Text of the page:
Croatia opened its border with Serbia on Monday to let in thousands of refugees who had been stuck in the country nearly two days after Hungarian border was shut.
Nearly 3,000 refugees had been stranded on the border in the mud and rain until the gates were opened.
UNHCR spokeswoman Melita Sunjic said that "without any announcement, the border opened. When the border opened, everybody rushed over."
"The last person to go was a young boy without a leg, and we helped him cross in a wheelchair," Sunjic said.
Rough weather created more desperation for the refugees. Ankle-deep mud meant they could not move easily while rain water filled their tents and soaked their blankets.
Matija Posavec, the governor of Medjimurje - Croatia's northernmost county which borders Slovenia - said it was impossible to halt the refugees who intend to reach wealthier nations in Europe, such as Germany.
"The Republic of Croatia has asked these refugees to stay at our reception centres until their status is resolved, but they've all refused it," Posavec said.
"They could have stayed on board the train. They could have stayed at the reception centres, but none of them really wants that. ... They just want to pass."
More than 2,100 refugees also walked into Slovenia from Croatia after the machinist of the train which carried them refused entry into the country.
Slovenia announced on Monday that it had eased restrictions against refugees and allowed 5,000 of them to enter the country, despite its previous decision to take in only 2,500 refugees per day.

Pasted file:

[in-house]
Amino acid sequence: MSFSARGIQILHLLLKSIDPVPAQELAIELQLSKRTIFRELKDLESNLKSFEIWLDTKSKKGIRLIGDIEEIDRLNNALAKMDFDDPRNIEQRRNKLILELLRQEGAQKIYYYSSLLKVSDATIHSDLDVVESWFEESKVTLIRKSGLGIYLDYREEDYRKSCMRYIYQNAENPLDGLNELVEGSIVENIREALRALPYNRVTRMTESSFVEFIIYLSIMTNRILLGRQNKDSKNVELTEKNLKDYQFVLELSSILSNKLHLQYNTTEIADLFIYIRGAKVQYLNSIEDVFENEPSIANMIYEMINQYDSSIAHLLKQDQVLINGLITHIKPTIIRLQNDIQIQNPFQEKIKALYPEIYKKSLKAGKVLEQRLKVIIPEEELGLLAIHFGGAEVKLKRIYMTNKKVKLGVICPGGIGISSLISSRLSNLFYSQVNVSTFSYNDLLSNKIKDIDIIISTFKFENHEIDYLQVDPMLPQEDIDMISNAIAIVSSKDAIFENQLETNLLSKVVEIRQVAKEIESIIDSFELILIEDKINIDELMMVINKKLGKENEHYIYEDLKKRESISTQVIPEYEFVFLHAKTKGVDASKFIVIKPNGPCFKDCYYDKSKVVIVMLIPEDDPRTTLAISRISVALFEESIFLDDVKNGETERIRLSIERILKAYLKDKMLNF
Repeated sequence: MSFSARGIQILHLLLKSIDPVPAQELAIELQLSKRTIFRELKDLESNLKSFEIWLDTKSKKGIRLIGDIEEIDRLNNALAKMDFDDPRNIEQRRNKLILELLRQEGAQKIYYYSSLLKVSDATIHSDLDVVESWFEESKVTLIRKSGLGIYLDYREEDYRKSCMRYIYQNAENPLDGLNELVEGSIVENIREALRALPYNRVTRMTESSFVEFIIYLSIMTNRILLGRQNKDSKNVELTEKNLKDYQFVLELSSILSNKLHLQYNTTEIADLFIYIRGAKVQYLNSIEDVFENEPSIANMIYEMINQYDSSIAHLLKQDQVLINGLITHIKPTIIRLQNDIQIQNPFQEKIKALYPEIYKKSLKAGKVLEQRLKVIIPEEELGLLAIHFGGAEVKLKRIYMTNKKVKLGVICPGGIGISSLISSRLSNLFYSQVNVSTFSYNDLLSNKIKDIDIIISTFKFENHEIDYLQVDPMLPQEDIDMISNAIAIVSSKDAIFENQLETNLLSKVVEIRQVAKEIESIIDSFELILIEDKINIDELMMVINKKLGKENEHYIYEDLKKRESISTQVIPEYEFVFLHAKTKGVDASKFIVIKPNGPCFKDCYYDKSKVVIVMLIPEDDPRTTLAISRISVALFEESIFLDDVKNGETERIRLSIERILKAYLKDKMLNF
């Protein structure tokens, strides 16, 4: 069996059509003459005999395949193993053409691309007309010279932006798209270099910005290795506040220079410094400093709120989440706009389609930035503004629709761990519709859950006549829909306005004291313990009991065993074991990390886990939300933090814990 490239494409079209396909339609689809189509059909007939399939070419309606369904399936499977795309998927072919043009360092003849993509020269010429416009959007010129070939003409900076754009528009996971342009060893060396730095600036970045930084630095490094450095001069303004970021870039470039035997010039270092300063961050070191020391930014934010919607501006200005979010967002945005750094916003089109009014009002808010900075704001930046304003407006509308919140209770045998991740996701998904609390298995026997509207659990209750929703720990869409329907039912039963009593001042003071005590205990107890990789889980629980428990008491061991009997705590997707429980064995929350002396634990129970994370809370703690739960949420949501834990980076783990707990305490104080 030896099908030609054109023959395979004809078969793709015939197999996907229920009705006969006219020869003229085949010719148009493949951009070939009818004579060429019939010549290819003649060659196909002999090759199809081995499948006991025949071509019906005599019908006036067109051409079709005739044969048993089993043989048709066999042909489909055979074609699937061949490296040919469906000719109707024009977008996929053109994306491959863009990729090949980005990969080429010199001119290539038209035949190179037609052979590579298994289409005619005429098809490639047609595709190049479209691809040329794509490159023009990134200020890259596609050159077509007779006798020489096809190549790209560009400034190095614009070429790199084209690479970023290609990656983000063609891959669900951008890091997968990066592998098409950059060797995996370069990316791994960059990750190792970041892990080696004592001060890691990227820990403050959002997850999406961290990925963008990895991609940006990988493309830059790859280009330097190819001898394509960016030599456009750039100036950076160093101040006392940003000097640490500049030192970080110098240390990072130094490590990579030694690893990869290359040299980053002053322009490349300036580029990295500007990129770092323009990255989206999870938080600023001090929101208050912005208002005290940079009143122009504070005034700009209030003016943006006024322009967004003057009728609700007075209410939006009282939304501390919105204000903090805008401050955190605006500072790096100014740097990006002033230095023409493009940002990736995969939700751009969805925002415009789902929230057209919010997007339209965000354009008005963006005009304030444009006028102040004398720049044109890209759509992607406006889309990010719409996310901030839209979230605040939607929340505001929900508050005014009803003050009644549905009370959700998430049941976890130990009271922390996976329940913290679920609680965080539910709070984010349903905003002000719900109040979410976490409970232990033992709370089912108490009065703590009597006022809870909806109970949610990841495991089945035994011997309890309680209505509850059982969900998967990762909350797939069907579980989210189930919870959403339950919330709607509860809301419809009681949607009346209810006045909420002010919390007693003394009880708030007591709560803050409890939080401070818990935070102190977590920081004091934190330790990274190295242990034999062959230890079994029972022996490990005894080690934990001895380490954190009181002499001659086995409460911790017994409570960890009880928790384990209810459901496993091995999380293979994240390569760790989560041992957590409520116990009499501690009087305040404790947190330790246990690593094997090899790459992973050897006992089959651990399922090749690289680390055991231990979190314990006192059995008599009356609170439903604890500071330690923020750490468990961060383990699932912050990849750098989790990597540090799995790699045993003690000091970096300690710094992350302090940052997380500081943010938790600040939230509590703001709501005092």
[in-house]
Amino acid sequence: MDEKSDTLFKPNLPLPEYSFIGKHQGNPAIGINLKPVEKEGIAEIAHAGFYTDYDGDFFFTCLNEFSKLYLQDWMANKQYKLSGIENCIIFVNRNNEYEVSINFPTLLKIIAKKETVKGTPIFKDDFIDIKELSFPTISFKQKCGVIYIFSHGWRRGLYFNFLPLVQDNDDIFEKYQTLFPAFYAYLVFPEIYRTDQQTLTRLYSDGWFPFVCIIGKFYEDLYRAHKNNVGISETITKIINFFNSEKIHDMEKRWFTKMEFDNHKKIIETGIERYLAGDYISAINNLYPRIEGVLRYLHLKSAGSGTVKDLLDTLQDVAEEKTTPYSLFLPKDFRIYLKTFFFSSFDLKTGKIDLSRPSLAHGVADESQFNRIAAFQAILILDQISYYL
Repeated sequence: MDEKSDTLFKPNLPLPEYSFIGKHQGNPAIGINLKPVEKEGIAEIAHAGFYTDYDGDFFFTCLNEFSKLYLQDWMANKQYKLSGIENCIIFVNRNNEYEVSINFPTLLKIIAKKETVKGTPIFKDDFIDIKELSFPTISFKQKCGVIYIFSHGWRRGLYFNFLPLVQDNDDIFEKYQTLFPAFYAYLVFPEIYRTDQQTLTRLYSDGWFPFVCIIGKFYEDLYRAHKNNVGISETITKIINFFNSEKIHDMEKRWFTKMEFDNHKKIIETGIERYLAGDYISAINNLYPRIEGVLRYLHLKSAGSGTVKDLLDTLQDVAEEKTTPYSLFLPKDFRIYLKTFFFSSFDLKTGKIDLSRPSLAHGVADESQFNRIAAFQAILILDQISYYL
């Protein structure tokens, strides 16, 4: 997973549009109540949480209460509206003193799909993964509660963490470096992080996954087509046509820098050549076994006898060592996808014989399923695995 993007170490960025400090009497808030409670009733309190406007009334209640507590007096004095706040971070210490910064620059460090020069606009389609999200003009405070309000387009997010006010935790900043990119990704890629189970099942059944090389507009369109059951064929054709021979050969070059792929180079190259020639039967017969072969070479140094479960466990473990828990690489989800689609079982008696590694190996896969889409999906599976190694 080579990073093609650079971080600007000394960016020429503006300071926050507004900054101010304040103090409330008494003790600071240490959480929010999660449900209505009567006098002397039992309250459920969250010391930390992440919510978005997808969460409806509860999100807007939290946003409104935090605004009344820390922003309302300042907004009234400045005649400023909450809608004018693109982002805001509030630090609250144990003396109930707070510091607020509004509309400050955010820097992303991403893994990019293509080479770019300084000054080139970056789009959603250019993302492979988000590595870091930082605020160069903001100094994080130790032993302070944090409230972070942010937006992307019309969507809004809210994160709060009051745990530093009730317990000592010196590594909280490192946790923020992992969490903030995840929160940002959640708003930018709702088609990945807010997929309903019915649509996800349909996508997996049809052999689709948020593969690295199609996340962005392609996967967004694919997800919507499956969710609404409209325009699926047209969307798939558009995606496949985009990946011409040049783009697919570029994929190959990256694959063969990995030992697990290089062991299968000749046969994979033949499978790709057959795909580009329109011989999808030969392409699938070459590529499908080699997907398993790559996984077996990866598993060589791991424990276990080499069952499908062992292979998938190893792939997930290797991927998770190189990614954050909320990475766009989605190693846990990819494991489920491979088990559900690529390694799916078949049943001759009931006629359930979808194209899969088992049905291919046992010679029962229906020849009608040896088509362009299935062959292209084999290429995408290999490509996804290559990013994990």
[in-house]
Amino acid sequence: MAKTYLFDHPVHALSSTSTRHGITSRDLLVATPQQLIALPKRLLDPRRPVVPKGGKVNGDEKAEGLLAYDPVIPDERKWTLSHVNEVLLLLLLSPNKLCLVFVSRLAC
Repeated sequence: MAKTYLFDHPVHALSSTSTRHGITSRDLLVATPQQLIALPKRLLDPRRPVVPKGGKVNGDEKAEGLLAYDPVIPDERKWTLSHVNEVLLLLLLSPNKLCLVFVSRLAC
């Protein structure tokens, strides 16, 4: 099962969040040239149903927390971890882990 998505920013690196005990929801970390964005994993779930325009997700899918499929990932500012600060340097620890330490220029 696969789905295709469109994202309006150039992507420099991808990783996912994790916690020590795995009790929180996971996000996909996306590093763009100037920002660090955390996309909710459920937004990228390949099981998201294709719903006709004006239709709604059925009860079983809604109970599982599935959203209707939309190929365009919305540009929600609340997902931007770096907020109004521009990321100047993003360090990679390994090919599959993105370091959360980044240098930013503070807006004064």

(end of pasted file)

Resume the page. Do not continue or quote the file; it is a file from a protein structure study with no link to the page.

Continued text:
On the other hand, the country is trying to keep its border under control to prevent possible further influxes.
The Slovenian government proposed a law overnight to send Slovenian troops to the country's borders in addition to police units as thousands of refugees flooded the into country.
It is expected that the parliament will pass the bill later on Tuesday.
Prime Minister Miro Cerar told the national Radio Slovenia that "this is not about enforcing an extraordinary condition, it is about strengthening control on the border."
Following the massive influx across the border, Slovenia on Tuesday called on Europe to show solidarity in handling the growing humanitarian crisis on the continent.
"Slovenia calls on the European Union states and institutions to engage actively in dealing with this disproportionate weight for our state,” the government said in a statement.
“European solidarity is being challenged. It is delusional to expect a country of two million to [accomplish] what much larger countries haven't been able to," it added.